Thursday, February 9, 2017

Why three point shots are the best in basketball

Basketball coach Dan D'Antoni uses expected value per attempt to explain why his team takes so many 3-point shots:
"If you can get a layup and it's clean — it's not one that's highly contested — it's [worth] 1.8 points [per attempt]. It's 1.3 from that corner, 1.27. Do you know what a post-up is, with a guy standing over top of you? It's 0.78. So you run your team down there and we'll see how long you can stay with teams that can play the other way. You've seen it in the NBA. The last two championships have been Cleveland and Golden State. What do they do? You don't see anybody post up. They just spread that thing out and go."

HT:  Jason

1 comment:

  1. This was a cool article! I was not aware of how granular coaches get as to breaking down the probability of points per attempt from different areas on the court. It’s surprising to see the “post up” shots actually equate to the lowest points per attempt at 0.78. My whole life playing basketball the message was always to work the ball down into the post player for the closer shot, and in reality, that statistically isn’t the best option for the team to put points on the board. The 3-point shot has really changed the game between 2005 and 2012 Six of the seven NBA champions averaged at least 18.5 three-pointers during the regular season. In 2012, both Miami and San Antonio averaged over 21 attempts per game (Babb, 2013). This is mind blowing to see the strong correlation between teams that lead in 3-point field goals and the corresponding NBA champions. Analytics have revolutionized sports in recent years, more and more teams look at data now to decide which players they want to draft or trade for. Once, the dominant way of judging how well a player or team would perform was the “eye-test”—the organic, gut-instinct impression that came simply from watching a game unfold. But that time has been replaced by an era in which coaches and their backroom staff pore over formulas and figures—how many mid-range jump shots a team uses versus attempts near the hoop, or how many three-point shots versus two-pointers—to predict the most effective methods for winning (Ross, 2015). Statistical data and algorithms have changed every aspect of sports in the last 20 years. All the way down to where to take a shot from on the basketball court. It’s a different NBA and different sports arena now, I’m curious to see how the development of coaches change in the future, are analytics going to become as important as motivation, and team building? Will future coaches have a background in statistics?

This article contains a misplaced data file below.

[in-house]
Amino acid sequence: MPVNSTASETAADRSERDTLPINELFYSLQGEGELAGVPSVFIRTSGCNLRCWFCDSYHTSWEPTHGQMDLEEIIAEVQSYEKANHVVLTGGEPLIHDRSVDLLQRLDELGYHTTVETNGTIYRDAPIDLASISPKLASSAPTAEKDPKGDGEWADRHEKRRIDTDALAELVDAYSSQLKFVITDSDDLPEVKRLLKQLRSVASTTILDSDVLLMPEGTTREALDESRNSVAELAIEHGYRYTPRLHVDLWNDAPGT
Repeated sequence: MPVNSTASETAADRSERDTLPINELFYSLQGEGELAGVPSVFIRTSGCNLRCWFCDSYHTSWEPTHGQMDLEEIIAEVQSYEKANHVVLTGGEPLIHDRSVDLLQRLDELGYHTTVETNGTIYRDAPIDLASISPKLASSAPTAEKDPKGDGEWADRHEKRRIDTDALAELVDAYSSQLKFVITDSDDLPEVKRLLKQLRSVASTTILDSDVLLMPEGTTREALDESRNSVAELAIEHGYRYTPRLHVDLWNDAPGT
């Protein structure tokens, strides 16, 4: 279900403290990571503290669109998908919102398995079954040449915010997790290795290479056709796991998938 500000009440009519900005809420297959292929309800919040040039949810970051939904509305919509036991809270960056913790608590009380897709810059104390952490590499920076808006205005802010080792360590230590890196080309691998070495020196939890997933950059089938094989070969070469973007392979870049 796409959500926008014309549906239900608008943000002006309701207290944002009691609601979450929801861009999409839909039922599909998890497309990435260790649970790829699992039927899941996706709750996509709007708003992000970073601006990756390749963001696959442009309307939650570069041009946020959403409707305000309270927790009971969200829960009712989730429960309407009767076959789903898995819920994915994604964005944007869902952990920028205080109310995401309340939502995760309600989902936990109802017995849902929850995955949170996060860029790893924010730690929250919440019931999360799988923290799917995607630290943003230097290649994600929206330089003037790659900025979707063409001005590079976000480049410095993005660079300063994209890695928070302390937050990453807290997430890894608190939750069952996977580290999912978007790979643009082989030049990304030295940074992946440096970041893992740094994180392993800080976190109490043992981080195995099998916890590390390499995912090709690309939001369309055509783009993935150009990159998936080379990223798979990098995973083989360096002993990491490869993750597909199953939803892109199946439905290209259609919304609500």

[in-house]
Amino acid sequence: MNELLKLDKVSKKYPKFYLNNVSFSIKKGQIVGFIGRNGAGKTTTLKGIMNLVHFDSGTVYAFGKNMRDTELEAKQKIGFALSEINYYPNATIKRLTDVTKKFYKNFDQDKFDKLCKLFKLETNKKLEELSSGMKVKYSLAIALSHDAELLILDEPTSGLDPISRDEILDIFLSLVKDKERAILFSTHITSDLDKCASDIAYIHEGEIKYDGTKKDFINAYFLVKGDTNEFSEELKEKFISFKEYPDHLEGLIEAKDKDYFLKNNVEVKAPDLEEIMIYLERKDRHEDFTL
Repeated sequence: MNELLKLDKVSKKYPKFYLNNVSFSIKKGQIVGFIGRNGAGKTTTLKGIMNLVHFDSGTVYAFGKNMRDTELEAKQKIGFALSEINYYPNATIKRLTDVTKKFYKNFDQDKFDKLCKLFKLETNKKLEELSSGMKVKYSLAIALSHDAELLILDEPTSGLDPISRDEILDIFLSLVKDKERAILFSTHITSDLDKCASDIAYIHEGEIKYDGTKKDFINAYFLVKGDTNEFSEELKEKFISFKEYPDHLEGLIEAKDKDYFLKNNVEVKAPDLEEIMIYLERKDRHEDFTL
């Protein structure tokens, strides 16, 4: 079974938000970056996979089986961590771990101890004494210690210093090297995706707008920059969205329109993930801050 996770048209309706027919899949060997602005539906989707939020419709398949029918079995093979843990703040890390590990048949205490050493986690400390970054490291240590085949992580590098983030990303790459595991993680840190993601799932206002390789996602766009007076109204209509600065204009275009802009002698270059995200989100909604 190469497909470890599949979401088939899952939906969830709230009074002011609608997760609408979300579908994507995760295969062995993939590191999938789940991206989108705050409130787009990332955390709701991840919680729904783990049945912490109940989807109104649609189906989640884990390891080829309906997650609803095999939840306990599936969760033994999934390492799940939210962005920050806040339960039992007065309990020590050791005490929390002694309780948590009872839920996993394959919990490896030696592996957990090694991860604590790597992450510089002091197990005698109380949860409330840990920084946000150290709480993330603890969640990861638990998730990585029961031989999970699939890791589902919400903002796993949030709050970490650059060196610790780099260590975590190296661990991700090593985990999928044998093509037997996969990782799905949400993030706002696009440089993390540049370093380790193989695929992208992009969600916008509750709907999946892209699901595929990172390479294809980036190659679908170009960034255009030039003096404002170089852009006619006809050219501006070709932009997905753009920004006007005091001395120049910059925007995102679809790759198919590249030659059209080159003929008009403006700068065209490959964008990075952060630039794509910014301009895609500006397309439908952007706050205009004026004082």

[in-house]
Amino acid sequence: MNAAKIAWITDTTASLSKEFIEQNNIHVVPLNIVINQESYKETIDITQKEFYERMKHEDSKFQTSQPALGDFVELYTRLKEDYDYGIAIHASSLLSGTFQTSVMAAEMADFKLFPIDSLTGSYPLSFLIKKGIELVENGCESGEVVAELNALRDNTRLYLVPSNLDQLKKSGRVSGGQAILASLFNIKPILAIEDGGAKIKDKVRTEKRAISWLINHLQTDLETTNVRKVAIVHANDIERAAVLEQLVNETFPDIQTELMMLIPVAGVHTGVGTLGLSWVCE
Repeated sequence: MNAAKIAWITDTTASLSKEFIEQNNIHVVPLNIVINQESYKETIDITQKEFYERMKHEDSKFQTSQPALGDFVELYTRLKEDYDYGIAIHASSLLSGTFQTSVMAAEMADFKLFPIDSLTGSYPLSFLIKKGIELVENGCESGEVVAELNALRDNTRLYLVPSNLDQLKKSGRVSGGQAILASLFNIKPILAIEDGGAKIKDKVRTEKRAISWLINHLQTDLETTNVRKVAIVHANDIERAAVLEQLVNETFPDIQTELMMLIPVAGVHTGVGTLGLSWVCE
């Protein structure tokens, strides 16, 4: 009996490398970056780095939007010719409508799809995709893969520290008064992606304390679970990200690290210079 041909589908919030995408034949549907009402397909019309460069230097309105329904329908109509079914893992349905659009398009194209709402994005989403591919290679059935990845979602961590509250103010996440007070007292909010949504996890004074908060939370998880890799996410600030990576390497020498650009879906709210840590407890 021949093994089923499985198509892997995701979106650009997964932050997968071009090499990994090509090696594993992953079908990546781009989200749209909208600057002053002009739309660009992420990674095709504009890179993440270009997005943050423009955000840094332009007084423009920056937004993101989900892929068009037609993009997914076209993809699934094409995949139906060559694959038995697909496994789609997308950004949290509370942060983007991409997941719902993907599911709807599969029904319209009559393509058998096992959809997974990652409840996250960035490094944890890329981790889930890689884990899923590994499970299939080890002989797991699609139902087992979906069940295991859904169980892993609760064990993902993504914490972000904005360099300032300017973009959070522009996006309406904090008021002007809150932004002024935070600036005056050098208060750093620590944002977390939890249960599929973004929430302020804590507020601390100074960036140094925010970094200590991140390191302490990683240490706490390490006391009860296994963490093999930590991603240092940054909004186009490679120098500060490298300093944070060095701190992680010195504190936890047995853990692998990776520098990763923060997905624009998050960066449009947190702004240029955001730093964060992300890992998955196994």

Reference:

    Babb, Stephen. Bleacher Report. How the 3-Pointer has Revolutionized the NBA. August 1, 2013. http://bleacherreport.com/articles/1715367-how-the-3-point-shot-has-revolutionized-the-nba

    Ross, Terrance. The Atlantic. Welcome to Smarter Basketball. June 25, 2015. https://www.theatlantic.com/entertainment/archive/2015/06/nba-data-analytics/396776/

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